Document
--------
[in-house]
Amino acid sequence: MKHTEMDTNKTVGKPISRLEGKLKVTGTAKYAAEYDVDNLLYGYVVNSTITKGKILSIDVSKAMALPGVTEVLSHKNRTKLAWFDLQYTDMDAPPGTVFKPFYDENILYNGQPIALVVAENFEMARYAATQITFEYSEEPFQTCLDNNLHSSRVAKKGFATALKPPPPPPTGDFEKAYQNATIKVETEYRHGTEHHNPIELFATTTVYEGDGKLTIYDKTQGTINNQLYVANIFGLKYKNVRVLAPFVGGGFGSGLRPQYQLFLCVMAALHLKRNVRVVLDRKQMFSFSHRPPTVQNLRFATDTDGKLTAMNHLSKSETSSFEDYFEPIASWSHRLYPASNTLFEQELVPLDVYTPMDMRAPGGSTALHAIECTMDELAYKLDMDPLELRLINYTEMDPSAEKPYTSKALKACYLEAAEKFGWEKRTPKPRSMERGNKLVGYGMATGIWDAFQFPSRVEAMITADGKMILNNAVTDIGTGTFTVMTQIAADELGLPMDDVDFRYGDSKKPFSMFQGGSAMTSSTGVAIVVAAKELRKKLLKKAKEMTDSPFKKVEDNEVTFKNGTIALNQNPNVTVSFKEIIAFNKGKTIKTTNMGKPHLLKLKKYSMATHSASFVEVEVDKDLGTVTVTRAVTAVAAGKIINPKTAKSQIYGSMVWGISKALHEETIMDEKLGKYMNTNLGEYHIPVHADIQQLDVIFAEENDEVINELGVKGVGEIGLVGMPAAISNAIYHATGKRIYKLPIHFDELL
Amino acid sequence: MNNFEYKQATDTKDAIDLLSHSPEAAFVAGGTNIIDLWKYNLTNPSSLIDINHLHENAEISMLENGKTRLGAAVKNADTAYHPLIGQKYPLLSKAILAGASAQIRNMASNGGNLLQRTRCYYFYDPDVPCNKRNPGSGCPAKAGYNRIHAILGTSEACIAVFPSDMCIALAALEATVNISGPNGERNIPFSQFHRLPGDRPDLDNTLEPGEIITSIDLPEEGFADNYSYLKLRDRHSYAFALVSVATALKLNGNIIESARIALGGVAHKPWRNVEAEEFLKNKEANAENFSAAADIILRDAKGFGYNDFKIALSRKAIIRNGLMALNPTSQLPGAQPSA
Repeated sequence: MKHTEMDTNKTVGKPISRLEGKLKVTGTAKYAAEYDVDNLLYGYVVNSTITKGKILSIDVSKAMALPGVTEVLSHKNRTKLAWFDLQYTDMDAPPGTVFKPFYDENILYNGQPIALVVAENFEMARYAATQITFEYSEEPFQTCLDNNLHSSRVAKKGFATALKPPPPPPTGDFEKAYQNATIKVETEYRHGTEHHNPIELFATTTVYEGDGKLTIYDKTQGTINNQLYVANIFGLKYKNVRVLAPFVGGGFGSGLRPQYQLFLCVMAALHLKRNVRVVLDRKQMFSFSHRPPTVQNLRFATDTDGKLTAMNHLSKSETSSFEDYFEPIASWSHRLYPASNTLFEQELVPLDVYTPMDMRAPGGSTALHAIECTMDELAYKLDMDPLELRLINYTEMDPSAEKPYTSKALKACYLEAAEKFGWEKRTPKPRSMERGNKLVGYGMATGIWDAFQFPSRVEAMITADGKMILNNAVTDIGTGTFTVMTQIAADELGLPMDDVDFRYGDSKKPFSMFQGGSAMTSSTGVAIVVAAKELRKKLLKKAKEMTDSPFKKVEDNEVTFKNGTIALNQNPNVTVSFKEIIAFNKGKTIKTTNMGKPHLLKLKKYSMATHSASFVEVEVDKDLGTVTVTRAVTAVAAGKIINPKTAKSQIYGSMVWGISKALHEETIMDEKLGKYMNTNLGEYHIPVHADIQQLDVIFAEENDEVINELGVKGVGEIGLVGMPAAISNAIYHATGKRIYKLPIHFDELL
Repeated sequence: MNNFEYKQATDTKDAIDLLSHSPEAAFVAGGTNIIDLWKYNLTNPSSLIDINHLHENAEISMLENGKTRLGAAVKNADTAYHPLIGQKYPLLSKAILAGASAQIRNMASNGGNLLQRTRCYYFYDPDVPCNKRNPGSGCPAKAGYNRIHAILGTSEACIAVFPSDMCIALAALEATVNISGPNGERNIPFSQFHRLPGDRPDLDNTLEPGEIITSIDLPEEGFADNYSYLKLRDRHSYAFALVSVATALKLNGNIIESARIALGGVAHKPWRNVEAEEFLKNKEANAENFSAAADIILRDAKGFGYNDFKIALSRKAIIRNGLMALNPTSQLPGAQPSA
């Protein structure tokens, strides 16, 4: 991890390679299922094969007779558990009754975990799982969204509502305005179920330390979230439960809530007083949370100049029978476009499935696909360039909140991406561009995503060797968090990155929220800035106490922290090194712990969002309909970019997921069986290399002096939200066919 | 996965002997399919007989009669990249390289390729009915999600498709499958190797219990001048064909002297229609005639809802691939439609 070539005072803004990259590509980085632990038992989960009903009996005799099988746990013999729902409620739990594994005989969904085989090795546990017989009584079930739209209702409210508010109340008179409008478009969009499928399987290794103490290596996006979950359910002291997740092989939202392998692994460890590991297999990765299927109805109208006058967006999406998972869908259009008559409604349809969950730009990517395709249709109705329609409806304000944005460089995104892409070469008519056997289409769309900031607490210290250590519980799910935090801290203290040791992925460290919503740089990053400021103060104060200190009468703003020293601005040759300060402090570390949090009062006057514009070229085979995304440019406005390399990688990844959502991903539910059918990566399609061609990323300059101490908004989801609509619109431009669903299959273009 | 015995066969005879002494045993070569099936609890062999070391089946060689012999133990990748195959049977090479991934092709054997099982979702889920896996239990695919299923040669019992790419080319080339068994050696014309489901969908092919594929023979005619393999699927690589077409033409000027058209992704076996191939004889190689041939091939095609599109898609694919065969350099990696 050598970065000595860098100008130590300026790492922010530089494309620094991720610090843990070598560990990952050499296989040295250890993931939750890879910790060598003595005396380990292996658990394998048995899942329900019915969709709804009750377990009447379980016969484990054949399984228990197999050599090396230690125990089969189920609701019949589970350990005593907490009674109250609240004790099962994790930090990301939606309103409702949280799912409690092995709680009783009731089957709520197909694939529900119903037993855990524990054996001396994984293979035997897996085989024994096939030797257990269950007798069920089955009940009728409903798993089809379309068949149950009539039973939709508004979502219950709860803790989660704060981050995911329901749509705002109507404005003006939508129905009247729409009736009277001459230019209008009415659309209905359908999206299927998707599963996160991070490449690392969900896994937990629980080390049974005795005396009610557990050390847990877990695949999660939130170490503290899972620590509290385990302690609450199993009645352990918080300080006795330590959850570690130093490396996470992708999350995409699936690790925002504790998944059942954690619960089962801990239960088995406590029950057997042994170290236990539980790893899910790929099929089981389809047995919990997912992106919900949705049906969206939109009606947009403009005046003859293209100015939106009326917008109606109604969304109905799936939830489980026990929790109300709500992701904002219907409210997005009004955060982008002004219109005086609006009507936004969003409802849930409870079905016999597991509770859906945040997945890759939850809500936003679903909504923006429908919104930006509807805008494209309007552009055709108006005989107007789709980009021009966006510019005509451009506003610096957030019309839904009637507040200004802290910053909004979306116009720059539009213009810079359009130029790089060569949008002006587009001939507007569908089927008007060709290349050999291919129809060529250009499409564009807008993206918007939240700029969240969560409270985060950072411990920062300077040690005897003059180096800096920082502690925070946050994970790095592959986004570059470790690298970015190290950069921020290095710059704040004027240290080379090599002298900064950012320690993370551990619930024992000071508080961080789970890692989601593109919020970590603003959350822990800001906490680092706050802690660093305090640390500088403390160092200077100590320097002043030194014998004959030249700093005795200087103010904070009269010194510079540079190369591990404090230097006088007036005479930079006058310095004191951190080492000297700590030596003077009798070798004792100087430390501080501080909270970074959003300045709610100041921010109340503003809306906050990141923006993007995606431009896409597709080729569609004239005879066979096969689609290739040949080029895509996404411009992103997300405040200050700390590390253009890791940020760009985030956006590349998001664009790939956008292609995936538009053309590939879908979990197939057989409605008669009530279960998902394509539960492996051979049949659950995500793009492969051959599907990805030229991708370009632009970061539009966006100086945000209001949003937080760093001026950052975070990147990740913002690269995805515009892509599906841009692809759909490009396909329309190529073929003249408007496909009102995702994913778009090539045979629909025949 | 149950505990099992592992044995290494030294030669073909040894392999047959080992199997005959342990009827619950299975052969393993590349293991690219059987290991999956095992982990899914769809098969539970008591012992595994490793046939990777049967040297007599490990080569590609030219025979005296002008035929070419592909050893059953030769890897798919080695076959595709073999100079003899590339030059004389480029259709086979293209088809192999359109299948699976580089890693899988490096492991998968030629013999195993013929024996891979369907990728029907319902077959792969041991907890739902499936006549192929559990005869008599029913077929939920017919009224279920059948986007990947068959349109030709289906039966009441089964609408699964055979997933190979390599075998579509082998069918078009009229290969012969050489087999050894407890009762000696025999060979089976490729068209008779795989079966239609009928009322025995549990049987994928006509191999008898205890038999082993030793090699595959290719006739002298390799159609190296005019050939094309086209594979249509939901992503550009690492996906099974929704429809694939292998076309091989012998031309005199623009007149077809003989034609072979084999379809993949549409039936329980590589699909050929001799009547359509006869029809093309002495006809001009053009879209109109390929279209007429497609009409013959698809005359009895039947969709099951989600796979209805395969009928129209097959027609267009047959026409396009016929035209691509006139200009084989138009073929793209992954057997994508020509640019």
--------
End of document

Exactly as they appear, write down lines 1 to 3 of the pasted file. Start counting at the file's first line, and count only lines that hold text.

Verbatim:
[in-house]
Amino acid sequence: MKHTEMDTNKTVGKPISRLEGKLKVTGTAKYAAEYDVDNLLYGYVVNSTITKGKILSIDVSKAMALPGVTEVLSHKNRTKLAWFDLQYTDMDAPPGTVFKPFYDENILYNGQPIALVVAENFEMARYAATQITFEYSEEPFQTCLDNNLHSSRVAKKGFATALKPPPPPPTGDFEKAYQNATIKVETEYRHGTEHHNPIELFATTTVYEGDGKLTIYDKTQGTINNQLYVANIFGLKYKNVRVLAPFVGGGFGSGLRPQYQLFLCVMAALHLKRNVRVVLDRKQMFSFSHRPPTVQNLRFATDTDGKLTAMNHLSKSETSSFEDYFEPIASWSHRLYPASNTLFEQELVPLDVYTPMDMRAPGGSTALHAIECTMDELAYKLDMDPLELRLINYTEMDPSAEKPYTSKALKACYLEAAEKFGWEKRTPKPRSMERGNKLVGYGMATGIWDAFQFPSRVEAMITADGKMILNNAVTDIGTGTFTVMTQIAADELGLPMDDVDFRYGDSKKPFSMFQGGSAMTSSTGVAIVVAAKELRKKLLKKAKEMTDSPFKKVEDNEVTFKNGTIALNQNPNVTVSFKEIIAFNKGKTIKTTNMGKPHLLKLKKYSMATHSASFVEVEVDKDLGTVTVTRAVTAVAAGKIINPKTAKSQIYGSMVWGISKALHEETIMDEKLGKYMNTNLGEYHIPVHADIQQLDVIFAEENDEVINELGVKGVGEIGLVGMPAAISNAIYHATGKRIYKLPIHFDELL
Amino acid sequence: MNNFEYKQATDTKDAIDLLSHSPEAAFVAGGTNIIDLWKYNLTNPSSLIDINHLHENAEISMLENGKTRLGAAVKNADTAYHPLIGQKYPLLSKAILAGASAQIRNMASNGGNLLQRTRCYYFYDPDVPCNKRNPGSGCPAKAGYNRIHAILGTSEACIAVFPSDMCIALAALEATVNISGPNGERNIPFSQFHRLPGDRPDLDNTLEPGEIITSIDLPEEGFADNYSYLKLRDRHSYAFALVSVATALKLNGNIIESARIALGGVAHKPWRNVEAEEFLKNKEANAENFSAAADIILRDAKGFGYNDFKIALSRKAIIRNGLMALNPTSQLPGAQPSA